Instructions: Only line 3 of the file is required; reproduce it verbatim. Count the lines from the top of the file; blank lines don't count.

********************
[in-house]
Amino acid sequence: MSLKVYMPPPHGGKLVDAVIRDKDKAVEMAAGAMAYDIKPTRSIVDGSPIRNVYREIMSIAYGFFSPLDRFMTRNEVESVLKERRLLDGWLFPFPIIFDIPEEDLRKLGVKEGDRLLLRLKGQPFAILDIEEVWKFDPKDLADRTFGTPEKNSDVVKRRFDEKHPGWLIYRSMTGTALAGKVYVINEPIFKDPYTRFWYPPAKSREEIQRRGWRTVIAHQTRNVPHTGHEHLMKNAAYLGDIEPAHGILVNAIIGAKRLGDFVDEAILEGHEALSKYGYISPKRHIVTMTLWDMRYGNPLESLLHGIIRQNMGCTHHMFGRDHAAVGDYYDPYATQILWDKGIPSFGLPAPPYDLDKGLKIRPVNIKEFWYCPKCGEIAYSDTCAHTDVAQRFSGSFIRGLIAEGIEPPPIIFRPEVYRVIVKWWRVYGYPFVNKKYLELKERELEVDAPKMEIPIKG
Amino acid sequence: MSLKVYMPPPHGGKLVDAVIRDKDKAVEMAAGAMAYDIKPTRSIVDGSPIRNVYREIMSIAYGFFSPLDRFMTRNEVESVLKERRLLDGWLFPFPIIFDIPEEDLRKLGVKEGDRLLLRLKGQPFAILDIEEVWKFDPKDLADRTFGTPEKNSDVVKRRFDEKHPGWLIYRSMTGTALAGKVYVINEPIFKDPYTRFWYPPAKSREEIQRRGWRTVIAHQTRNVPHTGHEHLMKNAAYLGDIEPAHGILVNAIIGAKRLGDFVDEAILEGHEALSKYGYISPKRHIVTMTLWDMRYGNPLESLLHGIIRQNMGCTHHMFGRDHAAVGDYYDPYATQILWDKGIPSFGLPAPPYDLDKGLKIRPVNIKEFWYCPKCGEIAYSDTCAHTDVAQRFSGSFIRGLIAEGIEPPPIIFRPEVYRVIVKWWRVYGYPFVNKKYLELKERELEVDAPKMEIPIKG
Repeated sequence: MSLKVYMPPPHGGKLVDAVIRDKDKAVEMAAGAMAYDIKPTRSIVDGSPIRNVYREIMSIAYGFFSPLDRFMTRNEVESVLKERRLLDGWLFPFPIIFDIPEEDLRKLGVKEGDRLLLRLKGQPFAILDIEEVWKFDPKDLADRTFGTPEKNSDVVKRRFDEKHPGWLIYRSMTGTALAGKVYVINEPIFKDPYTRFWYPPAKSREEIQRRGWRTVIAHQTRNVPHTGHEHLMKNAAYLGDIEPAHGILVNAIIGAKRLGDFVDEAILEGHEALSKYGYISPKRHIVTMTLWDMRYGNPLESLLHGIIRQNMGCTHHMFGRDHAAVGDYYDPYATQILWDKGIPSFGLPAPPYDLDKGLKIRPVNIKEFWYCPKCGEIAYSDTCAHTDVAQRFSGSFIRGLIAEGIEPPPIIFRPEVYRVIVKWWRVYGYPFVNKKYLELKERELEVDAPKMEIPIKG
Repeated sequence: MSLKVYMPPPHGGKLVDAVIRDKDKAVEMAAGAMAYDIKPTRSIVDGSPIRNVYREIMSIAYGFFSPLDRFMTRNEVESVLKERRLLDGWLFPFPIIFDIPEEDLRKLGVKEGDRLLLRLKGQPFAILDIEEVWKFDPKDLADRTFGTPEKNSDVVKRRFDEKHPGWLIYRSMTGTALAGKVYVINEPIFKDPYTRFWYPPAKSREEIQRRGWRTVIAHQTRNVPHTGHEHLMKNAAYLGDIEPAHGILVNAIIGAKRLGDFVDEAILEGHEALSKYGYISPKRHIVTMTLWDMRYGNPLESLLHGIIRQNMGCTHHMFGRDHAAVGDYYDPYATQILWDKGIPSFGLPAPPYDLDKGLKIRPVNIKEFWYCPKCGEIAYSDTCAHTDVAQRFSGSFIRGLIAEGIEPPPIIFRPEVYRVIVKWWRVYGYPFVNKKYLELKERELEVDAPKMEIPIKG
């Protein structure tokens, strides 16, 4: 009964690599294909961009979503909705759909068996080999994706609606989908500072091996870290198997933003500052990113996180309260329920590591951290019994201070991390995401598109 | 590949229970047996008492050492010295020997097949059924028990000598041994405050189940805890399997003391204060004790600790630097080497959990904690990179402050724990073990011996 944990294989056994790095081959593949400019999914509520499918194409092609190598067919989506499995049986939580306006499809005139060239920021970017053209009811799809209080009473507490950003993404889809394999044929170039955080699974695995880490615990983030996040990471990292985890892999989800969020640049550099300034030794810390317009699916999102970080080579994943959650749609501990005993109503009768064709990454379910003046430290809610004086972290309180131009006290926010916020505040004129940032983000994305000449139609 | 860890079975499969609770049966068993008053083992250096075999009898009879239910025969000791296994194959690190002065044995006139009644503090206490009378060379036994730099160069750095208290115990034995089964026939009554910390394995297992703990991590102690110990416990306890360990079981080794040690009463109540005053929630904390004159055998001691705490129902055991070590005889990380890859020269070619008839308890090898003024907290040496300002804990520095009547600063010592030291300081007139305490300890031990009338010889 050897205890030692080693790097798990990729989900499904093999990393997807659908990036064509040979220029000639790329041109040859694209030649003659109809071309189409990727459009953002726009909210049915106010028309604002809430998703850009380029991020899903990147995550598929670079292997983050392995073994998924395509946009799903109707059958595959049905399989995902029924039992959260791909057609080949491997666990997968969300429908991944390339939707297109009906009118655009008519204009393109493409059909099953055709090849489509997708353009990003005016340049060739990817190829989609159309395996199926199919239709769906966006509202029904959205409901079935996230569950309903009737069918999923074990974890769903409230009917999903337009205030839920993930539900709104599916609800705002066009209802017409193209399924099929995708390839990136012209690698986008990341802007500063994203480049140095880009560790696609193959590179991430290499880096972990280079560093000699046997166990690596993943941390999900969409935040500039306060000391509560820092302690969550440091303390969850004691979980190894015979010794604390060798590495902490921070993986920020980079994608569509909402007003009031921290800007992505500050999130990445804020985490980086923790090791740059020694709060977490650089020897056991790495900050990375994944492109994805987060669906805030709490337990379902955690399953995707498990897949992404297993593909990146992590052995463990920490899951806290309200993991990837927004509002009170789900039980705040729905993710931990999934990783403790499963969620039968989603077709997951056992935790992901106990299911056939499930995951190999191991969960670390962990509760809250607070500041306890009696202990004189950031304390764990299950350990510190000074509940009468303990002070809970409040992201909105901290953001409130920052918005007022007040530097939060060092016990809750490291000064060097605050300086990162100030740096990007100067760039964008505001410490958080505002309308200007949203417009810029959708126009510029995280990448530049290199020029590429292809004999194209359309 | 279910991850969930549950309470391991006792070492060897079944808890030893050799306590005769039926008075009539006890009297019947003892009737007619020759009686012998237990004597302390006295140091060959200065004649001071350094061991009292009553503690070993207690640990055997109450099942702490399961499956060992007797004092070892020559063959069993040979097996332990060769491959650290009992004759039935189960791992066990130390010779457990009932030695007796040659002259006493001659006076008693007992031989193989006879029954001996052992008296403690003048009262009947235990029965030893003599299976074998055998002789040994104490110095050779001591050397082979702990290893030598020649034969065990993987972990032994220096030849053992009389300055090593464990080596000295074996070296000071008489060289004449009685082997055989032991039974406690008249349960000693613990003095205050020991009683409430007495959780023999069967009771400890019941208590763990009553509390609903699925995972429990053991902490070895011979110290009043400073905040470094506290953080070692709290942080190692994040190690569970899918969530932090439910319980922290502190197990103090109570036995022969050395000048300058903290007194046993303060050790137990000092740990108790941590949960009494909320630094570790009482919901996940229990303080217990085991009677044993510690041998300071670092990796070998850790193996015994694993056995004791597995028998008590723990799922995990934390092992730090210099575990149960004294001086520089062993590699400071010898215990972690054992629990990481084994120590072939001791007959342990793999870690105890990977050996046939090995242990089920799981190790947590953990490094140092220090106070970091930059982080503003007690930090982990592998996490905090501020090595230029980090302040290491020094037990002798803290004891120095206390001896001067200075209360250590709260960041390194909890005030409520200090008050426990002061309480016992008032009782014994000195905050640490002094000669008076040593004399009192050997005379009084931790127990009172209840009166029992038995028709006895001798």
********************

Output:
Amino acid sequence: MSLKVYMPPPHGGKLVDAVIRDKDKAVEMAAGAMAYDIKPTRSIVDGSPIRNVYREIMSIAYGFFSPLDRFMTRNEVESVLKERRLLDGWLFPFPIIFDIPEEDLRKLGVKEGDRLLLRLKGQPFAILDIEEVWKFDPKDLADRTFGTPEKNSDVVKRRFDEKHPGWLIYRSMTGTALAGKVYVINEPIFKDPYTRFWYPPAKSREEIQRRGWRTVIAHQTRNVPHTGHEHLMKNAAYLGDIEPAHGILVNAIIGAKRLGDFVDEAILEGHEALSKYGYISPKRHIVTMTLWDMRYGNPLESLLHGIIRQNMGCTHHMFGRDHAAVGDYYDPYATQILWDKGIPSFGLPAPPYDLDKGLKIRPVNIKEFWYCPKCGEIAYSDTCAHTDVAQRFSGSFIRGLIAEGIEPPPIIFRPEVYRVIVKWWRVYGYPFVNKKYLELKERELEVDAPKMEIPIKG